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Bad Contract, Bad Vibes

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 You may have missed the news about the new contract awarded to Philadelphia's fire fighters by an arbitrator last week.  The ruling came down Friday and didn't hit the papers until Saturday. To summarize, it sucks.

Not if you are a fire fighter, of course. It sucks only for Philadelphia taxpayers.

In this arbitration, the Nutter administration failed to get most of the concessions it sought from the fire union. On top of that, logo-philadelphia-fire-department.jpgmembers got a nine percent pay increase, to be meted out over the next three years.  The administration, which says it will appeal the arbitration ruling to the courts, estimates the cost at $146 million over the next five years.

The city didn't even win the right to furlough - temporarily lay off - fire fighters, a concession it got in the police contract arbitration.

As lousy as the new contract is for those of us who actually pay the bill, it is (relatively speaking) small change.  There are 22,300 city employees, of which about only 2,100 are fire fighters.

 

What's bad about the ruling is the effect it will have on contract negotiations currently underway between the city and its blue- and-white collar unions.  Odds are that when (and no one knows when when will happen) the city gets a settlement with those other, larger unions, it is likely to include (a) a pay increase, (b) minor concessions on pensions for new hires, (c) little or no changes in existing work rules, and - here is the question mark -- (d) some change in the cost or method of delivery of health benefits that may or may not achieve savings.

In other words, it's pretty much business as usual.  And the city can no longer afford business as usual.

Health and pensions costs have risen exponentially over the last 10 years and these agreements assure they will continue their upward flight.  In 2000, pension and health benefits cost the city $381 million. Today, the cost is $850 million.  Five years from now, they could total $1.3 billion - and could go higher if the pension fund, as some predict, needs to be fed more city money so it can continue making payments to retirees.

Since there hasn't been a commensurate increase in tax revenues, the city has come up with the increased money needed for fringe benefits mostly by taking it from other city operations - it has trimmed the workforce, it has reduced services.

Michael Nutter came into office knowing that had to change. And the only way to make it change was to lower his personnel costs, through concessions sought in arbitration (for uniformed employees) and in contract talks with the city's white- and blue-collar employees.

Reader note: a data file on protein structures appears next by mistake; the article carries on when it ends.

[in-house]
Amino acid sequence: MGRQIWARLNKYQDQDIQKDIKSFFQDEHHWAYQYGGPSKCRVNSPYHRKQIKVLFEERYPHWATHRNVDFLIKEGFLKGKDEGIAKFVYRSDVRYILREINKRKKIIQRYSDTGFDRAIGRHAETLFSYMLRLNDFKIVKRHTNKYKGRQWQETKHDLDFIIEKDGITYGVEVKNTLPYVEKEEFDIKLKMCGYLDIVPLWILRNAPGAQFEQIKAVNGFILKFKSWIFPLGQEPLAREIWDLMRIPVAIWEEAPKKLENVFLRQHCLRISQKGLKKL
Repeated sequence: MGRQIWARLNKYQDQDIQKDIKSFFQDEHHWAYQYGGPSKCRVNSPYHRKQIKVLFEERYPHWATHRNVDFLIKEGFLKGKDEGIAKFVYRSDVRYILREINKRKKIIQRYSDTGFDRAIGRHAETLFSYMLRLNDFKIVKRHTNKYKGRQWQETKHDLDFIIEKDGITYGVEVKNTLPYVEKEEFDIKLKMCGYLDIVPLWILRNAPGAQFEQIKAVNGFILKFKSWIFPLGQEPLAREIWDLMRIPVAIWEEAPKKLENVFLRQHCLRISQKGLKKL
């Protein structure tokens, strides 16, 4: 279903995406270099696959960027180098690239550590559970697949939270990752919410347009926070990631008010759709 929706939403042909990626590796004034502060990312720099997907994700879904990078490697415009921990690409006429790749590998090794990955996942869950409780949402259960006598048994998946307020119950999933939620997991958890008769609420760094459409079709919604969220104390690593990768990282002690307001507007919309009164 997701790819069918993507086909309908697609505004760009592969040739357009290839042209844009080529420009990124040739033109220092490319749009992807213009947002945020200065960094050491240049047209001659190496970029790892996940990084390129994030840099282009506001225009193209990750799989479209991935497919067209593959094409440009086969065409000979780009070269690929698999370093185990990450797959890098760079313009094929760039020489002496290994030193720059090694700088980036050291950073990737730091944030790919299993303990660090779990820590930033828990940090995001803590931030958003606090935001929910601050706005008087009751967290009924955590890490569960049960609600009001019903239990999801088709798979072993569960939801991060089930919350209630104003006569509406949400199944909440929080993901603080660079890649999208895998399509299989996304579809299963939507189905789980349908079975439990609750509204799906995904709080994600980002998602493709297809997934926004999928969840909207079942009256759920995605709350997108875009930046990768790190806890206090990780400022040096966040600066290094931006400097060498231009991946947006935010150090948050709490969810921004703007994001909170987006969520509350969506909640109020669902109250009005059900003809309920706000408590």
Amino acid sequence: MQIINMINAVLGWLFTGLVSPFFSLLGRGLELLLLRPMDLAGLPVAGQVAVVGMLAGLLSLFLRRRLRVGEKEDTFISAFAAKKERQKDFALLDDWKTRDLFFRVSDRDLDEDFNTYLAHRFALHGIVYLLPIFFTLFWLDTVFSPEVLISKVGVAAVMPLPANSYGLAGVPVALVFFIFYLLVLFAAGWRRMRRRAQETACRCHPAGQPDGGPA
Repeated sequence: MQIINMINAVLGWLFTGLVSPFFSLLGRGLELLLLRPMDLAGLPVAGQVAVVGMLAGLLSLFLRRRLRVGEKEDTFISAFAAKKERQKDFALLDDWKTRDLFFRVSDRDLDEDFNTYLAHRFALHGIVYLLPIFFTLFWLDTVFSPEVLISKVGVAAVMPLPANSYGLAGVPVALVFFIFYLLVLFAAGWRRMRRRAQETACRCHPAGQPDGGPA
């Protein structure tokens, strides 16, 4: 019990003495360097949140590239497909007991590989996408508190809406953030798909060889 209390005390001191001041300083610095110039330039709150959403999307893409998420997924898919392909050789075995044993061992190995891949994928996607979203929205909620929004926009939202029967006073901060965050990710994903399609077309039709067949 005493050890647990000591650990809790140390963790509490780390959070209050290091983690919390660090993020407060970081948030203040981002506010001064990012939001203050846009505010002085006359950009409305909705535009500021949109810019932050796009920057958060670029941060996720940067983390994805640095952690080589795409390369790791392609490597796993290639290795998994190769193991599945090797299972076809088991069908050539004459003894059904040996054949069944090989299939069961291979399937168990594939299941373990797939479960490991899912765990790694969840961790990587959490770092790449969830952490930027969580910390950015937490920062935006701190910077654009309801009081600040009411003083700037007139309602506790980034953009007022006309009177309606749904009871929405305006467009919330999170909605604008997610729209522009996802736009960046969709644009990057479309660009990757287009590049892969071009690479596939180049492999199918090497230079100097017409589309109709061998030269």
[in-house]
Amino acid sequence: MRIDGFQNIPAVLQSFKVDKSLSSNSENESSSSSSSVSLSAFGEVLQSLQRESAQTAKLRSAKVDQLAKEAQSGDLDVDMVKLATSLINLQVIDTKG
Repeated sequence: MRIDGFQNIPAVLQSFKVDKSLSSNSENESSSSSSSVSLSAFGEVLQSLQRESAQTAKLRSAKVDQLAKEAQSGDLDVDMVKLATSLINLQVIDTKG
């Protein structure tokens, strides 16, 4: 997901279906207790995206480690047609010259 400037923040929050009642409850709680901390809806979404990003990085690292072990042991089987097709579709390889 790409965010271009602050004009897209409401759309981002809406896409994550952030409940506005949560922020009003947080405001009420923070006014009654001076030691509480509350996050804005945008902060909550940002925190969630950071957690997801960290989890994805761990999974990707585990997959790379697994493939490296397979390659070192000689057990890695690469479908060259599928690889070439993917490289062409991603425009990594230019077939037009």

The mayor has gotten concessions, but no where near enough to change the trajectory of city spending on personnel.  He also has reduced the workforce, mostly through attrition, but - once again - not enough to affect the basics in a big way.

Whenever I write about this issue, I usually get angry comments accusing me of being anti-cop, or anti-fire fighter, or anti-city employee.  I am not. They do good and valuable work.  But, alas, I am cursed. I am cursed with the ability to look at numbers in a budget and understand their meaning.

And what the numbers tell me is that the city is shifting from an entity that exists to deliver services to its citizens to an entity that exists to pay pension and health benefits to its employees. 

Here are the two starkest numbers: Today, it costs $103,571 a year to pay salary and benefits to the average city employee.  Meanwhile, the average family in Philadelphia has an annual income of $36,222. And many of them, I can tell you, do not have any pension and may have minimal or no health benefits. 

Because Nutter was unable to change the trajectory of personnel costs in a significant way, the rest of his time as mayor will be defined by the following: continued increases in personnel costs; continued decline in city money spent on services, less money for neighborhood-based services, such as parks, rec centers and libraries; and less money for the city's central bureaucracy. Each of these sections of government will most likely continue to lose workers through attrition or layoffs.

The alternative would be to start cutting police and fire personnel - something the administration has been loath to do (that's why it sought the gentler alternative of furloughs).  A 10-percent reduction in the uniformed workforce would save close to $100 million a year. That is unlikely to happen, given the voters' demands for public safety.

Another alternative would be to increase taxes.  Anyone who favors that options please raise your hand.

It comes down to a series of unpalatable alternatives.  As I said, it sucks.

 

-- TF 

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